My mother’s religious coming out was overshadowed by the more familiar kind of coming out that had occurred five years prior. I was seventeen years old when she announced she was a lesbian. I am as aware as I can be of how difficult coming out was for my Mom. It was something she had been grappling with for the 30 years of my parents’ marriage. But this new announcement baffled me at the time; somehow leaving Catholicism seemed much more entwined in her life long identity.
When I was six…

May 8th, 2008
Men DO want to marry their mothers

If the old saying is true that men want to marry a woman like their mother, then this Mother’s Day, let’s thank moms for leading the way toward gender equality for a younger generation.
New York Times’… columnist Maureen Dowd has long complained that today’s men are a bunch of insecure wimps who are intimidated by smart—high achieving women and, she argues only want to marry their mother or some intellectually inferior woman to avoid their masculinity being threatened.
The Dowd pronouncements have caused millions of today’s high achieving women to fret over their probabilities of ever getting married. It turns out that Ms. Dowd is correct: Today’s men do want to

May 8th, 2008
Iraqi-Americans in the Detroit area struggle with the extinction of their religious roots

I had not seen her in over 20 years but when I came across her sitting at a table in the ballroom I immediately knew it was Mrs. N. The mother of a grade school friend, Mrs. N used to prepare food for us that was simultaneously exotic to my child’s palate, yet also quite comforting. Back then I knew that Pierre, my young friend, and his family were Chaldean; I could say the word but I did not fathom the civilization, history and culture contained therein. The family had come to the U.S. from Iraq in the early seventies and, like many other Arabs of both Muslim and Christian faiths, settled in the vicinity of Detroit, Michigan.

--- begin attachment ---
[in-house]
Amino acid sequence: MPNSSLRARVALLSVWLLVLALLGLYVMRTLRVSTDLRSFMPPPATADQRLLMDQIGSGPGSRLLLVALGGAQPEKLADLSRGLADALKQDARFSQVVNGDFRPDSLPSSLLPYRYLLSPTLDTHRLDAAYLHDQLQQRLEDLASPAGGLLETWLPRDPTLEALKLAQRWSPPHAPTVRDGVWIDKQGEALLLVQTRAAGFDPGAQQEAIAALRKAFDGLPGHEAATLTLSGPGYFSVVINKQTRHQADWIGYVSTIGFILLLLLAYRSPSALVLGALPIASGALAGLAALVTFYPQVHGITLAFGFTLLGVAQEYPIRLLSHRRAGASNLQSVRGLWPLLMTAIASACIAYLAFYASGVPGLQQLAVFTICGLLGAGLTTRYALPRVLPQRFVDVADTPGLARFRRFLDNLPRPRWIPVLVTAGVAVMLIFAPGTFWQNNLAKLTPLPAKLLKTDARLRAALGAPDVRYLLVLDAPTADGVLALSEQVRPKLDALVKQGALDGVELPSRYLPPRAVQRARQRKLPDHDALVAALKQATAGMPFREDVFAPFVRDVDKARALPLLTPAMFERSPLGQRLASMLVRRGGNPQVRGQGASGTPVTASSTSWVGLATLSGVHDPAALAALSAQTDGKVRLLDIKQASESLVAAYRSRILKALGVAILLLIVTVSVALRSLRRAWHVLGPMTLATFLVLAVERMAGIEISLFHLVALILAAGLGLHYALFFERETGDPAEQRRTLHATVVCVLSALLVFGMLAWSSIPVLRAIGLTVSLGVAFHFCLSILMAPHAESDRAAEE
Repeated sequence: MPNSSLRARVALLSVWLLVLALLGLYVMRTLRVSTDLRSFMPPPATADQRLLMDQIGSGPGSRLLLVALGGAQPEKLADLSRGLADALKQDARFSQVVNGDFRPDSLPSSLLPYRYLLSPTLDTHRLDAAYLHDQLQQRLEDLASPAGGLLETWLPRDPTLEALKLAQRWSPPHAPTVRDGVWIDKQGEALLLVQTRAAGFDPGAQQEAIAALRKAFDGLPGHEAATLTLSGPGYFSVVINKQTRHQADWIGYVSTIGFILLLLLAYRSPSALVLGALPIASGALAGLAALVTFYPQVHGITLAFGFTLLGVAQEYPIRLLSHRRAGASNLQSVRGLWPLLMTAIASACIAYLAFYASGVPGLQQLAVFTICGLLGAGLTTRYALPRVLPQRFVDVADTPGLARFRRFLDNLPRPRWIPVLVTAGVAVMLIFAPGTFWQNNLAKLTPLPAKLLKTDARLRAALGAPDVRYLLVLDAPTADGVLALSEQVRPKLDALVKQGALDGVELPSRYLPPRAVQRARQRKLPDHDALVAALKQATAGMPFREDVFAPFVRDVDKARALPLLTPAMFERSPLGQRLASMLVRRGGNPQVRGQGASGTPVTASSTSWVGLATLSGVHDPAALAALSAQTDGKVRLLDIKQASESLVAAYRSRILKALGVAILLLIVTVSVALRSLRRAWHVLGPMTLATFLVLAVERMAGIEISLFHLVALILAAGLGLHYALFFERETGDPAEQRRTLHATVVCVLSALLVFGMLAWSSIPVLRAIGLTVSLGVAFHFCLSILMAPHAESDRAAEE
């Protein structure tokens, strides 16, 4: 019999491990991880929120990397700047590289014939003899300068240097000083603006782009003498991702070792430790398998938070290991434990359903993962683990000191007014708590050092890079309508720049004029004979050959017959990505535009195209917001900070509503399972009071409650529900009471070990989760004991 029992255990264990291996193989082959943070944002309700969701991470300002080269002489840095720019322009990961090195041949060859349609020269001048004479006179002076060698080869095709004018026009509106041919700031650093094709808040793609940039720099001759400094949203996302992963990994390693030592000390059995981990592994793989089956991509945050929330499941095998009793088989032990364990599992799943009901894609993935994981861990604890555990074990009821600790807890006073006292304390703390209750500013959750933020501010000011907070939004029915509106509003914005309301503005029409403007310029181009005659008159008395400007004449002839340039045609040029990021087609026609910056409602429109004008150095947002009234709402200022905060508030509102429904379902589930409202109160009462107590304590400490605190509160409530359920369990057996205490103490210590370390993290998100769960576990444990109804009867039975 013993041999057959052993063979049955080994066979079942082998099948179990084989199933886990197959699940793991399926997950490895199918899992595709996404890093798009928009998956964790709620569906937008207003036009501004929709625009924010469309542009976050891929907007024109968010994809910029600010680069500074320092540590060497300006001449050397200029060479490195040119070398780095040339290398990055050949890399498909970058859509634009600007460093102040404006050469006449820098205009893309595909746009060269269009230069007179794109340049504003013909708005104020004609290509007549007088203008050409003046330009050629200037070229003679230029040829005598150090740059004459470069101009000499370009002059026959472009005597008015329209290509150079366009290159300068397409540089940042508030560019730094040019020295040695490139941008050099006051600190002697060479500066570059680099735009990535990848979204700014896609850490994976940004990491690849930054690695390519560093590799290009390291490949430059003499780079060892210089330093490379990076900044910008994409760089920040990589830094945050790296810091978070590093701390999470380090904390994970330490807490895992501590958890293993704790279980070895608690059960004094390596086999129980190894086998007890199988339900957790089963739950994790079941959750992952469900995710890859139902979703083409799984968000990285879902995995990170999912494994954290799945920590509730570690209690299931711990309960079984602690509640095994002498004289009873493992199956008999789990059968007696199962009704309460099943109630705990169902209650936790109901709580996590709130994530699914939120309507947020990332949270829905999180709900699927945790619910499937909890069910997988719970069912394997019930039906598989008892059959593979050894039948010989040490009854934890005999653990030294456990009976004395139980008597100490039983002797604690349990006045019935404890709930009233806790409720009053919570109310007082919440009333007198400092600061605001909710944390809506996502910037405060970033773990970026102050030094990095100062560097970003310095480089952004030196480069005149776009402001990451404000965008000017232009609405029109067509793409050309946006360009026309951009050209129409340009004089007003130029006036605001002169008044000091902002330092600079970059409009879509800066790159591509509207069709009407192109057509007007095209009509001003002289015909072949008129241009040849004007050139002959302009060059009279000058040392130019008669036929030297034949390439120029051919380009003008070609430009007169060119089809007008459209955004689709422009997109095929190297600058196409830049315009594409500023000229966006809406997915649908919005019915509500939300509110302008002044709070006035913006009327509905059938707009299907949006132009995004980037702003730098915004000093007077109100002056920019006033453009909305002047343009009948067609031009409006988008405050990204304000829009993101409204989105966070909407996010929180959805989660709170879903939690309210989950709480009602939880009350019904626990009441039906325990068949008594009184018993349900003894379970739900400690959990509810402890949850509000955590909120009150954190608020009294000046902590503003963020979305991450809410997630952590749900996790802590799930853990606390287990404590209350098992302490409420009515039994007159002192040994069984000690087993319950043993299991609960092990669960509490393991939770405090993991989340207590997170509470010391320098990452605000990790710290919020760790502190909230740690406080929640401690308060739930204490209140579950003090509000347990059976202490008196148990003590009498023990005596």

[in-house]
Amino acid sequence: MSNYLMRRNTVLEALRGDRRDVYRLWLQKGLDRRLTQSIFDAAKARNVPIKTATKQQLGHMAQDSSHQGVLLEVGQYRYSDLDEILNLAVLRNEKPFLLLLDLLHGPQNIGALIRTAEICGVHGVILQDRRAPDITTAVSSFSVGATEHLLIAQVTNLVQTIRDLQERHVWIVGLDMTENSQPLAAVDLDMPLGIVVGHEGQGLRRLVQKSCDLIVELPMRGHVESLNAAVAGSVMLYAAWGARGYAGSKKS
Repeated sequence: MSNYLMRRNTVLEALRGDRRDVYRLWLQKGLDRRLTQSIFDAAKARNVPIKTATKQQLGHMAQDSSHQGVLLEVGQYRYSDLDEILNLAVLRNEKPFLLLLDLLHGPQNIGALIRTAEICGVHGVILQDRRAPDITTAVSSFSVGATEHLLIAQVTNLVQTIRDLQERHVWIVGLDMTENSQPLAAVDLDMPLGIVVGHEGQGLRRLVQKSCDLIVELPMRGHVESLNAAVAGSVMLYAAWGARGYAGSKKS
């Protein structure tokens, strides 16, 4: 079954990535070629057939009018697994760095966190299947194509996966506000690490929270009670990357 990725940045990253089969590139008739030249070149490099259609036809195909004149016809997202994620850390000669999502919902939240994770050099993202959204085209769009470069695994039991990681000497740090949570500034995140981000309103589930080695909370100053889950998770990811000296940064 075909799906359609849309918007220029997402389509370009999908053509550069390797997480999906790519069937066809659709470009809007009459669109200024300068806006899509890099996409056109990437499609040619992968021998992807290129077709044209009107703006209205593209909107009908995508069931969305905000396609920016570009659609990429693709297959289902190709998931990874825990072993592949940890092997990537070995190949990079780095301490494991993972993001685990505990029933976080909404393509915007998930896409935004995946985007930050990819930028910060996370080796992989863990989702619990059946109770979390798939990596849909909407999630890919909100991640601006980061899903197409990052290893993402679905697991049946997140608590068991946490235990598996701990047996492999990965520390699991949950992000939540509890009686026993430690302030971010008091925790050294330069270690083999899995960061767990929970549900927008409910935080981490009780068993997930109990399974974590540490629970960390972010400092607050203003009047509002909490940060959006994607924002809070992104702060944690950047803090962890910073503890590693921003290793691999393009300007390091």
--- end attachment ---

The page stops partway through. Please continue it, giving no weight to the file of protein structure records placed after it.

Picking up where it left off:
She looked the same, save that her black hair had turned almost completely white. After introducing…

May 7th, 2008
Please complete our questionnaire

The controversial comments made by Barack Obama’s pastor, Jeremiah Wright has re ignited a debate among many Americans as to how religious leaders should approach political issues of the day when they are preaching to their congregations. The pulpit has historically been a place where these sorts of topics are discussed—often sparking controversy.
BustedHalo® is interested in compiling answers to the following questions from as broad a cross section as possible of preachers (priests, ministers, rabbis, imams etc) who regularly give sermons to their congregations.
Please pass this questionnaire onto as many priests, ministers, rabbis, imams etc as possible.…
Click here to submit your

May 6th, 2008

“What was it like to experience the Pope in person?”
(Gathered while broadcasting Sirius’ radio’s BustedHalo Show from the lawn of the Basilica of the National Shrine of the Immaculate Conception in Washington, D.C.) …

powered by the Paulists